Don’t let the cold keep you from Central Park this winter! With fun, year-round destinations like the Carousel and the Swedish Cottage—and snowy activities like sledding, ice skating, and wildlife watching—there is so much to see and do this season. Stumped about how to spend a winter day in the Park? We’ve got you covered.
1. Go cross country skiing or snowshoeing. Visitors can cross country ski or snowshoe through Central Park’s wide-open meadows or along the bridle path, which we leave snow-covered in the winter to protect its soft surface.
2. Explore the Arthur Ross Pinetum. In their design of Central Park, Frederick Law Olmsted and Calvert Vaux included a “Winter Drive” of pines, spruces, and firs from 72nd to 102nd Street. By the late 1800s, when these trees needed replacement, deciduous ones took their place. In the 1970s, philanthropist Arthur Ross set out to return pine trees to Central Park (with the goal of hiding buildings along the 86th Street Transverse Road). The Arthur Ross Pinetum now features 17 different species of pine trees.
3. Go ice skating. Take in the surrounding views while you skate in one of the Park’s ice rinks: Wollman Rink or Lasker Rink. Both offer skate and locker rentals. When conditions permit and the ice is consistently at least six inches thick, Conservatory Water also opens for free ice skating—just bring your own skates!
4. Visit the Central Park Zoo. Managed by the Wildlife Conservation Society, the Zoo is open year-round. Its residents include sea lions, penguins, seals, and snow leopards. Families with children can continue north to the Tisch Children’s Zoo, home to potbellied pigs, sheep, and the only cow in Manhattan.
5. Take a tour. From corner to corner, Central Park is filled with fascinating destinations and secrets. The best way to learn about the Park’s rich history is to take a tour. Browse our various offerings to find the ones that interest you most.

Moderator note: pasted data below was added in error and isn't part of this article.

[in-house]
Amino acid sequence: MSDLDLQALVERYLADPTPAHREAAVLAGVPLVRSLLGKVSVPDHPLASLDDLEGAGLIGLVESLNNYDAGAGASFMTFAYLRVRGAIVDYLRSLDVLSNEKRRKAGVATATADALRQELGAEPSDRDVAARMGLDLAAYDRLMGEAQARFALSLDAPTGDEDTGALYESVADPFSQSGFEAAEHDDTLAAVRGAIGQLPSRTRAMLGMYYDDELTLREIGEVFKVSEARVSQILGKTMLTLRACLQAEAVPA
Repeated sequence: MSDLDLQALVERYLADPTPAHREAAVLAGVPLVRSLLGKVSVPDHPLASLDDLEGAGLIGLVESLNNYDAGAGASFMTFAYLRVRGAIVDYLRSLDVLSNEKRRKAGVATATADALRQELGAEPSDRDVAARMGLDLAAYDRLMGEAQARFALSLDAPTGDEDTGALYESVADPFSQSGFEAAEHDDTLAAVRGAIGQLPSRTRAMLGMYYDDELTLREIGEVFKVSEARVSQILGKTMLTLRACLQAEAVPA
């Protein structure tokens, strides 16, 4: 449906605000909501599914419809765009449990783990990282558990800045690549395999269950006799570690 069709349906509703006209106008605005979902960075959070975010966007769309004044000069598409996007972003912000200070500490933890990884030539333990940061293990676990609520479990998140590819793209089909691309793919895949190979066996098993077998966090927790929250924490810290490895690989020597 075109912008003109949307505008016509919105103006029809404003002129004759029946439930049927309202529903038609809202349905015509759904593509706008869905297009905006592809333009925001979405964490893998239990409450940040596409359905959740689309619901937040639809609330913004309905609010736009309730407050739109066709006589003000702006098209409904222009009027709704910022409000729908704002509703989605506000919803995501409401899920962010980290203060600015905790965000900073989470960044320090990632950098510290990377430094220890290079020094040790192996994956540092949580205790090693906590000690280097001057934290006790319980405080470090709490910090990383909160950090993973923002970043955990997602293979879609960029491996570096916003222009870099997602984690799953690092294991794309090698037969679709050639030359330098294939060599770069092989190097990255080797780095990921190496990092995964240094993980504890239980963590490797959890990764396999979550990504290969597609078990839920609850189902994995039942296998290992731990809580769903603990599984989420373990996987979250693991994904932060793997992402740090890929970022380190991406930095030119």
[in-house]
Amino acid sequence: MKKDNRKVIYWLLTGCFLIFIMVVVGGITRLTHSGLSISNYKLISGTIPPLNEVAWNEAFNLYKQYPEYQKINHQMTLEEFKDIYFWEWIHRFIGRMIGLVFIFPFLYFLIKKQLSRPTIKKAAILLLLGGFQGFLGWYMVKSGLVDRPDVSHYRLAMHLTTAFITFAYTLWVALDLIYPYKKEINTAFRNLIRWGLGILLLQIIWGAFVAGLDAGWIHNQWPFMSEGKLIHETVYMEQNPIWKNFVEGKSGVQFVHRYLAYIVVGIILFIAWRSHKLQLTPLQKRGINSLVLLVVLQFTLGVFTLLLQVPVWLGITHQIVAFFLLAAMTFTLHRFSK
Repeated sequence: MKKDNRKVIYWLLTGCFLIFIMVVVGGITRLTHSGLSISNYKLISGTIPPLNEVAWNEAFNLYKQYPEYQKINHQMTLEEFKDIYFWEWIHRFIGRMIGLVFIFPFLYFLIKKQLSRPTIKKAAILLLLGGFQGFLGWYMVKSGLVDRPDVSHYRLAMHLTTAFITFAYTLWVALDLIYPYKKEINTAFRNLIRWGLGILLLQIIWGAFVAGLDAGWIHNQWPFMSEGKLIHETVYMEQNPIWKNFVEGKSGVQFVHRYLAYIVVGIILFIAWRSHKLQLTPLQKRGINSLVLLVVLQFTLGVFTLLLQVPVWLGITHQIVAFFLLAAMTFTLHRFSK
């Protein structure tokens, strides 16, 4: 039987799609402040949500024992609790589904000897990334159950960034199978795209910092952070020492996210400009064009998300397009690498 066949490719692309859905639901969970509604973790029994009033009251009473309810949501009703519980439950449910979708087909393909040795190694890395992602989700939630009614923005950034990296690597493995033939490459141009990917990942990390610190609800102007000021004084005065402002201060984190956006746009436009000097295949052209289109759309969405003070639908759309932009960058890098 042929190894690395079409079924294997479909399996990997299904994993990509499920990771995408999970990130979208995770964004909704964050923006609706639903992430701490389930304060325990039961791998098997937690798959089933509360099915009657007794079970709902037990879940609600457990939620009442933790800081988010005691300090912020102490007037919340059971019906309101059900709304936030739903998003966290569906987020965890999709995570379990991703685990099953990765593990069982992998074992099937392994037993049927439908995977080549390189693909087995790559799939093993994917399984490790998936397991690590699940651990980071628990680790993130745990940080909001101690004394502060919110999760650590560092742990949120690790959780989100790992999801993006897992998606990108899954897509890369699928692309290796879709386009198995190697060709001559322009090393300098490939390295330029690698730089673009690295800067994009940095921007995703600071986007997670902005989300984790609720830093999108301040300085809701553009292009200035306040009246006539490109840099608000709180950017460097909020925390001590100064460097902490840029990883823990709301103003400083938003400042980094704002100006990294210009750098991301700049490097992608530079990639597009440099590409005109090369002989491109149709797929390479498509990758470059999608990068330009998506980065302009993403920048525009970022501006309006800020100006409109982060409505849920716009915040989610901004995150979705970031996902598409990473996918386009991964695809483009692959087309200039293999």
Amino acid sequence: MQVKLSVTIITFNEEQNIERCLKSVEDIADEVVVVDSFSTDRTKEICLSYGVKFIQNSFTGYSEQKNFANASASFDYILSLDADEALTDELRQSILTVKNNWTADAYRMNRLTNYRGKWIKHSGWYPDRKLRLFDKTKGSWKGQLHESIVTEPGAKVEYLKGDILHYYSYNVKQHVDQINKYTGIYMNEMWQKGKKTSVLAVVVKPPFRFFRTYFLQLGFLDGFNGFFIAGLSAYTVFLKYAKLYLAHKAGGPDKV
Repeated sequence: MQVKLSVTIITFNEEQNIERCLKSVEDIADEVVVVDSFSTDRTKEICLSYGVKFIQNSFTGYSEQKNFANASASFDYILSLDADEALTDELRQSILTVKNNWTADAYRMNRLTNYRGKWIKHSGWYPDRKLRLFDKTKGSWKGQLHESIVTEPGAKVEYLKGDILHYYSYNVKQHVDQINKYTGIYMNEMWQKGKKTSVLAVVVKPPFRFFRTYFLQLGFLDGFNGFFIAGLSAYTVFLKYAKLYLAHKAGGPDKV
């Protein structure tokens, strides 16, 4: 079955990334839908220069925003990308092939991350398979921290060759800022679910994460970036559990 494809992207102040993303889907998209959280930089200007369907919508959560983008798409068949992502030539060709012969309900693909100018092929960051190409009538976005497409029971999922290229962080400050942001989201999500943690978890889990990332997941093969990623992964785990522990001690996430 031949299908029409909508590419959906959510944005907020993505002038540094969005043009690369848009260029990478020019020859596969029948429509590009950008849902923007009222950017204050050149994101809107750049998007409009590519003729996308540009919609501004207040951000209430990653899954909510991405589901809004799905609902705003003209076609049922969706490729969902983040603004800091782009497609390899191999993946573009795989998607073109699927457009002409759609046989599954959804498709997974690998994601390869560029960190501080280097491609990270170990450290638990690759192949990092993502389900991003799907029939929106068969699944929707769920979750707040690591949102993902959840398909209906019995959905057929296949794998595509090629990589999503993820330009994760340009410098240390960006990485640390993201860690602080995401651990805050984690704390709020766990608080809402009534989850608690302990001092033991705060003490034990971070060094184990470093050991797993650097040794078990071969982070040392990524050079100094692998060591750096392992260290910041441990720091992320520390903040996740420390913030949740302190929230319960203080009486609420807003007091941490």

6. Ride the Carousel. Central Park’s famed Carousel features calliope music and 57 horses. NYC Parks discovered the current vintage carousel abandoned in an old trolley terminal on Coney Island before bringing it to its current location. It is the fourth carousel to stand in the Park since it opened in 1871 and remains one of the largest carousels in the U.S.
7. Go sledding. Grab your sled and enjoy fresh snow on the slopes of Central Park! Pilgrim Hill and Cedar Hill, two popular sledding destinations in the Park, are open for sledding when there is at least six inches of snow cover on the ground and conditions permit. Need more ideas? Explore our Winter Recreation Guide.
8. Take a self-guided walk. There are countless scenic routes to take through the Park. From north to south, the Park’s landscapes invite you to wander. Why not do it at your own pace? If you’re curious where to start (or where to end), our self-guided walks are a great resource.
9. Build a snowman. This classic snow day activity is easy with so much space in New York City’s backyard! Looking to build on Sheep Meadow or another large lawn? Though many lawns are closed in the winter to let them rest, we open them when there is more than six inches of snow on the ground (and conditions permit) because that’s enough snow to protect the lawns and still let them rest.